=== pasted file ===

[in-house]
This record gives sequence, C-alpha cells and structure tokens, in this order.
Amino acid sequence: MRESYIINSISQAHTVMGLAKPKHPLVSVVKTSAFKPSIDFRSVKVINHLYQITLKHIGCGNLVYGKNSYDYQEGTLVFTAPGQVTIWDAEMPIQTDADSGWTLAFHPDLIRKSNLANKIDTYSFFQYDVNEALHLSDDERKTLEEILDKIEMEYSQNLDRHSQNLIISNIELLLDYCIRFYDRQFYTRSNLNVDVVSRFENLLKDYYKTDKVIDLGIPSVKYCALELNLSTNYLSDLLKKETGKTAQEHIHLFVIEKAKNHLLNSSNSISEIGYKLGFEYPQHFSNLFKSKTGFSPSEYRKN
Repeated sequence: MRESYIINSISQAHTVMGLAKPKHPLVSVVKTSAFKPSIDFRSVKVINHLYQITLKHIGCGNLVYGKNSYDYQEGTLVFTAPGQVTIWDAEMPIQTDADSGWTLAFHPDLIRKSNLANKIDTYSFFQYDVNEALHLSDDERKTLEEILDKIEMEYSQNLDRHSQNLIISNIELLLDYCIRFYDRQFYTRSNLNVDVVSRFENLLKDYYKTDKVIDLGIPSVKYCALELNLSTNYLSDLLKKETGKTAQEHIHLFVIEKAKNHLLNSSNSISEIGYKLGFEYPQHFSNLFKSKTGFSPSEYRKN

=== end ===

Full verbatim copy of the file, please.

[in-house]
This record gives sequence, C-alpha cells and structure tokens, in this order.
Amino acid sequence: MRESYIINSISQAHTVMGLAKPKHPLVSVVKTSAFKPSIDFRSVKVINHLYQITLKHIGCGNLVYGKNSYDYQEGTLVFTAPGQVTIWDAEMPIQTDADSGWTLAFHPDLIRKSNLANKIDTYSFFQYDVNEALHLSDDERKTLEEILDKIEMEYSQNLDRHSQNLIISNIELLLDYCIRFYDRQFYTRSNLNVDVVSRFENLLKDYYKTDKVIDLGIPSVKYCALELNLSTNYLSDLLKKETGKTAQEHIHLFVIEKAKNHLLNSSNSISEIGYKLGFEYPQHFSNLFKSKTGFSPSEYRKN
Repeated sequence: MRESYIINSISQAHTVMGLAKPKHPLVSVVKTSAFKPSIDFRSVKVINHLYQITLKHIGCGNLVYGKNSYDYQEGTLVFTAPGQVTIWDAEMPIQTDADSGWTLAFHPDLIRKSNLANKIDTYSFFQYDVNEALHLSDDERKTLEEILDKIEMEYSQNLDRHSQNLIISNIELLLDYCIRFYDRQFYTRSNLNVDVVSRFENLLKDYYKTDKVIDLGIPSVKYCALELNLSTNYLSDLLKKETGKTAQEHIHLFVIEKAKNHLLNSSNSISEIGYKLGFEYPQHFSNLFKSKTGFSPSEYRKN